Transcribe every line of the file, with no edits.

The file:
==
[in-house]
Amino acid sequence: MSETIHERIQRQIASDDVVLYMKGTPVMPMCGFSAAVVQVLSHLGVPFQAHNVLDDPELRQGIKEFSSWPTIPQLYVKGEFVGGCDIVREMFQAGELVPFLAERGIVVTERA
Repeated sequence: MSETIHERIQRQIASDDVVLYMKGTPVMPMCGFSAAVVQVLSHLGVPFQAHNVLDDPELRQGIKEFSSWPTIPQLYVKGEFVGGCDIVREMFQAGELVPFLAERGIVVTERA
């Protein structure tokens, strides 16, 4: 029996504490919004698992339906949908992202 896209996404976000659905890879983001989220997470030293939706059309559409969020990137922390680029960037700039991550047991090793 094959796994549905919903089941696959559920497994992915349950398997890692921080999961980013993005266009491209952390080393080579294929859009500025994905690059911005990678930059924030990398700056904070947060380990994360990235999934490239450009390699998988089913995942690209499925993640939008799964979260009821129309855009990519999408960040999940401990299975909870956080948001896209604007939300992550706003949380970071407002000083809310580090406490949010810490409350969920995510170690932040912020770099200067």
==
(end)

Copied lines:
[in-house]
Amino acid sequence: MSETIHERIQRQIASDDVVLYMKGTPVMPMCGFSAAVVQVLSHLGVPFQAHNVLDDPELRQGIKEFSSWPTIPQLYVKGEFVGGCDIVREMFQAGELVPFLAERGIVVTERA
Repeated sequence: MSETIHERIQRQIASDDVVLYMKGTPVMPMCGFSAAVVQVLSHLGVPFQAHNVLDDPELRQGIKEFSSWPTIPQLYVKGEFVGGCDIVREMFQAGELVPFLAERGIVVTERA
């Protein structure tokens, strides 16, 4: 029996504490919004698992339906949908992202 896209996404976000659905890879983001989220997470030293939706059309559409969020990137922390680029960037700039991550047991090793 094959796994549905919903089941696959559920497994992915349950398997890692921080999961980013993005266009491209952390080393080579294929859009500025994905690059911005990678930059924030990398700056904070947060380990994360990235999934490239450009390699998988089913995942690209499925993640939008799964979260009821129309855009990519999408960040999940401990299975909870956080948001896209604007939300992550706003949380970071407002000083809310580090406490949010810490409350969920995510170690932040912020770099200067």